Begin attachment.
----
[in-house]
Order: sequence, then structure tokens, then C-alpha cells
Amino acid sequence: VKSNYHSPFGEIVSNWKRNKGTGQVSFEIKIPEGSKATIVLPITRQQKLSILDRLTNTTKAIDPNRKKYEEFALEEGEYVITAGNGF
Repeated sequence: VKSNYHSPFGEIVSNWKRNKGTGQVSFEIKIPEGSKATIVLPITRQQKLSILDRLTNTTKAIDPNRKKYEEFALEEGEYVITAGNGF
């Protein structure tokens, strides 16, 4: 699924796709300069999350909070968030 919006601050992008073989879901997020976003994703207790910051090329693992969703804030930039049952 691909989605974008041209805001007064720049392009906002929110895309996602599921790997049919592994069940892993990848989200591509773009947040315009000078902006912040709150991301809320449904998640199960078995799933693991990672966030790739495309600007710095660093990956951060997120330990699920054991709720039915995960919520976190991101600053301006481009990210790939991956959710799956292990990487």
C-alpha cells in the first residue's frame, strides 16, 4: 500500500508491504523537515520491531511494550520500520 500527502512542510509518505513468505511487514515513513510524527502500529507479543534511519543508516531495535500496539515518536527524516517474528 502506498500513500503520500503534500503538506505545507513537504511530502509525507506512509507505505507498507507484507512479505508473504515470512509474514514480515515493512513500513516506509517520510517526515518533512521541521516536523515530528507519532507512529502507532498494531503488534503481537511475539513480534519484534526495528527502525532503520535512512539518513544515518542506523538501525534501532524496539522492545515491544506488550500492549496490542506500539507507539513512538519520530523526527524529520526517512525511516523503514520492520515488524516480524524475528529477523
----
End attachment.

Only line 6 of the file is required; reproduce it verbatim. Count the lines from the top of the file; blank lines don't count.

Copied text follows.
C-alpha cells in the first residue's frame, strides 16, 4: 500500500508491504523537515520491531511494550520500520 500527502512542510509518505513468505511487514515513513510524527502500529507479543534511519543508516531495535500496539515518536527524516517474528 502506498500513500503520500503534500503538506505545507513537504511530502509525507506512509507505505507498507507484507512479505508473504515470512509474514514480515515493512513500513516506509517520510517526515518533512521541521516536523515530528507519532507512529502507532498494531503488534503481537511475539513480534519484534526495528527502525532503520535512512539518513544515518542506523538501525534501532524496539522492545515491544506488550500492549496490542506500539507507539513512538519520530523526527524529520526517512525511516523503514520492520515488524516480524524475528529477523